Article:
World Water Day

World Water Day 2017

March 03, 2017

Author: Christopher Cox

Category: Learn

World Water Day, on 22 March every year, is about taking action to tackle the water crisis. Fresh water, the most important resource for humankind, cross-cuts all social, economic and environmental activities. It is a condition for all life on our planet, an enabling or limiting factor for any social and technological development, a possible source of welfare or misery, cooperation or conflict. World Water Day is celebrating water as well as highlighting water related challenges. Today, there are over 663 million people living without a safe water supply close to home, spending countless hours queuing or trekking to distant sources, and coping with the health impacts of using contaminated water. Please take time to learn more and take action.  On Sunday, I learned about a notable effort based here in Milwaukee that is also worth examining: Global Partners: Running Waters.

The Human Right to Water, formally recognized by the United Nations in 2010, clarifies that it is the responsibility of companies to ensure their operations do not infringe upon the right of individuals to sufficient, safe, acceptable and physically accessible and affordable water. This right is further buttressed by the UN’s Sustainable Development Goal 6, which calls for global water quality to be improved by reducing pollution and minimizing the release of hazardous chemicals.

Given its scale, the garment industry has a massive impact on global water quality. Our clothing requires enormous amounts of water. A simple t-shirt needs 700 gallons of water to make, and a pair of jeans require 1,000 gallons. Our leather products– those comfortable shoes next to your bed, that favorite purse or coat– have polluted India’s rivers with emissions of chromium and animal feces. Today, I am wearing a shirt manufactured in Indonesia, a land wear 200 textile mills and garment factories contribute to the “Death of the Citarum River.”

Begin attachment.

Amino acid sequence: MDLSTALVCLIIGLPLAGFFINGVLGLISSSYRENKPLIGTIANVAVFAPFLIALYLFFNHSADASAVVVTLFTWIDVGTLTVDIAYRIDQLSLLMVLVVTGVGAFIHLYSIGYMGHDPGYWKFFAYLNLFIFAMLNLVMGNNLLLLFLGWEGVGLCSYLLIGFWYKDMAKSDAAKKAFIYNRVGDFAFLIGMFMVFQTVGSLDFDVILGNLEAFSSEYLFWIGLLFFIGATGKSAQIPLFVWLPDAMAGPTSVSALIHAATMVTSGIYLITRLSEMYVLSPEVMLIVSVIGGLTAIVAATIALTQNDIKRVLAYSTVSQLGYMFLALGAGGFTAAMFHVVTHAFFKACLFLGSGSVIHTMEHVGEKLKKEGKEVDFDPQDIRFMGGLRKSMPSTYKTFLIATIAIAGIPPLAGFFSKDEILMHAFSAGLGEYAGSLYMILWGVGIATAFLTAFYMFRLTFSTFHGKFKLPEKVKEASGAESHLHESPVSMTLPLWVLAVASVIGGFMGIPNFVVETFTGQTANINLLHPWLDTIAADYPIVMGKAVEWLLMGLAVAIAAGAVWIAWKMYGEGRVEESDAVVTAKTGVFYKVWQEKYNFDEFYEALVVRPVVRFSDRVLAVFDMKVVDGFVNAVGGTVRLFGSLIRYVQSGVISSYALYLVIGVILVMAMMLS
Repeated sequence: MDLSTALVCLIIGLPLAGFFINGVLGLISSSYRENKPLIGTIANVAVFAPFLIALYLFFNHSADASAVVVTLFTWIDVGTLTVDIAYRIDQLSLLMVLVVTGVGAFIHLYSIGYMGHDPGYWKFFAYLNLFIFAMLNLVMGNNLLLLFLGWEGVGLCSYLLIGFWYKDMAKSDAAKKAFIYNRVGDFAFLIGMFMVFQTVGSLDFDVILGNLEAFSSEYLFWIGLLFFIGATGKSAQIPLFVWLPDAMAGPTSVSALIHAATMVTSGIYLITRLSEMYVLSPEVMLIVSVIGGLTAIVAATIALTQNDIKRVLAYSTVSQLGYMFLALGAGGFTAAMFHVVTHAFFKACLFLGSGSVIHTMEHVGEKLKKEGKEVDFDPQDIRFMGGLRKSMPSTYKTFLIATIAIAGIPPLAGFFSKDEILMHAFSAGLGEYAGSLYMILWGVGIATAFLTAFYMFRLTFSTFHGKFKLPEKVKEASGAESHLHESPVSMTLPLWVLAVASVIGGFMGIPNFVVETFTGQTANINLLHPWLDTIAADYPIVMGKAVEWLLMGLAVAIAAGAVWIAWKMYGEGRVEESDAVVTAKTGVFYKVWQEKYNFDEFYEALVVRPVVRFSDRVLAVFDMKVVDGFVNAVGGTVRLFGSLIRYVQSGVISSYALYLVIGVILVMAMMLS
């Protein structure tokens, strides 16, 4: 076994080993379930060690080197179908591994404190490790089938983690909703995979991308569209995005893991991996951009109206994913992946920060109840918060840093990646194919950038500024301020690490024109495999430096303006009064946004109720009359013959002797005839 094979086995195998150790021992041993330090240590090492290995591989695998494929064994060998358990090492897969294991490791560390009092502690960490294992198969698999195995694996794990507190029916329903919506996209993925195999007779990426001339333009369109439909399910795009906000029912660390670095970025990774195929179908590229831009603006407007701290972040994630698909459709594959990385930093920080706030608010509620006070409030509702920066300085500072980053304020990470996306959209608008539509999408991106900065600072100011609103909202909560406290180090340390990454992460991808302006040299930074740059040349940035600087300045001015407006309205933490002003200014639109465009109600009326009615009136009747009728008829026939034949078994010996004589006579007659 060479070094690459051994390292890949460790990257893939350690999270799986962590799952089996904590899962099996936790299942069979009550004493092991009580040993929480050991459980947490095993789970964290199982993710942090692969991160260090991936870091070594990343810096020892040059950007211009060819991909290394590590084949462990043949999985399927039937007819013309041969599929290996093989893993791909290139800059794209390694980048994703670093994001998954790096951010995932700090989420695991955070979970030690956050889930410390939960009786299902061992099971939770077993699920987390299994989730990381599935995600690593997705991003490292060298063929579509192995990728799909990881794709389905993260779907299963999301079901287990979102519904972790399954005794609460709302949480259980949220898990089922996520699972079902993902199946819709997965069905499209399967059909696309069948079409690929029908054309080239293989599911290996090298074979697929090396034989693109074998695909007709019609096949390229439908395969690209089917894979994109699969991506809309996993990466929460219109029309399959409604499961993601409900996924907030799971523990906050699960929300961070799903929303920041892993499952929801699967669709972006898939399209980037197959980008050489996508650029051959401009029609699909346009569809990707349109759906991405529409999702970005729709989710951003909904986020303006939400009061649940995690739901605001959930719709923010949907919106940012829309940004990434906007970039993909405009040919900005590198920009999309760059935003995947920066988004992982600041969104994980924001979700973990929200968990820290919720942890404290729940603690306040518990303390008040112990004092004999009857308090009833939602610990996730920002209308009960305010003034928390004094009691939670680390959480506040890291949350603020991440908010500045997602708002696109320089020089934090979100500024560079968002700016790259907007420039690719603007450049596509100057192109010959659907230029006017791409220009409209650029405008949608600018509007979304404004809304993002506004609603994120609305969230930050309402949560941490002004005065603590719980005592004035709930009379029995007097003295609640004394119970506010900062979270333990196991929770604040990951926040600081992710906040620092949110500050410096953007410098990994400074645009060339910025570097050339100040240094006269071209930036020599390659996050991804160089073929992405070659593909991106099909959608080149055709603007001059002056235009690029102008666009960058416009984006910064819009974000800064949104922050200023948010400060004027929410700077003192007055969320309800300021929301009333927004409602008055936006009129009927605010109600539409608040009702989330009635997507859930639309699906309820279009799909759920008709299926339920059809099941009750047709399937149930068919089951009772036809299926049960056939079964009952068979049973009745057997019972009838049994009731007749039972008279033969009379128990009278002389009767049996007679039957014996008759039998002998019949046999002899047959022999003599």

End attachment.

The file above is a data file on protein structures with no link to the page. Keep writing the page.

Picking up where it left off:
As the garment industry went off shore, it went to countries less equipped and less regulated in the proper handling and disposal of the chemicals and by-products of the garment industry. In some places the effects have been devastating. The documentary “The True Cost” vividly depicts the health effects from the cotton industry (in Texas and India) as well as the impact of the dyes and chemicals in the apparel and footwear factories.

Finally, each time we wash our clothes, our synthetic materials put out roughly 700,000 microplastic fibers that eventually make their way to the Great Pacific Garbage Patch, according to a study from the International Union for Conservation of Nature released in February. While much remains unknown at this point, consumer products, including synthetic clothing, could contribute up to 30 percent of global ocean pollution and, in many developing countries, are destroying marine life habitats.

While the total environmental effects of the garment industry are difficult to quantify as it has not been subjected to sufficient research, it is patently clear that tackle global water problems undoubtedly also means tackling our fashion problem. Our clothes, as currently made, harm global water supplies. Real engagement in these issues from the fashion industry could make a significant contribution to global water quality. Our health, our future, demands that we try.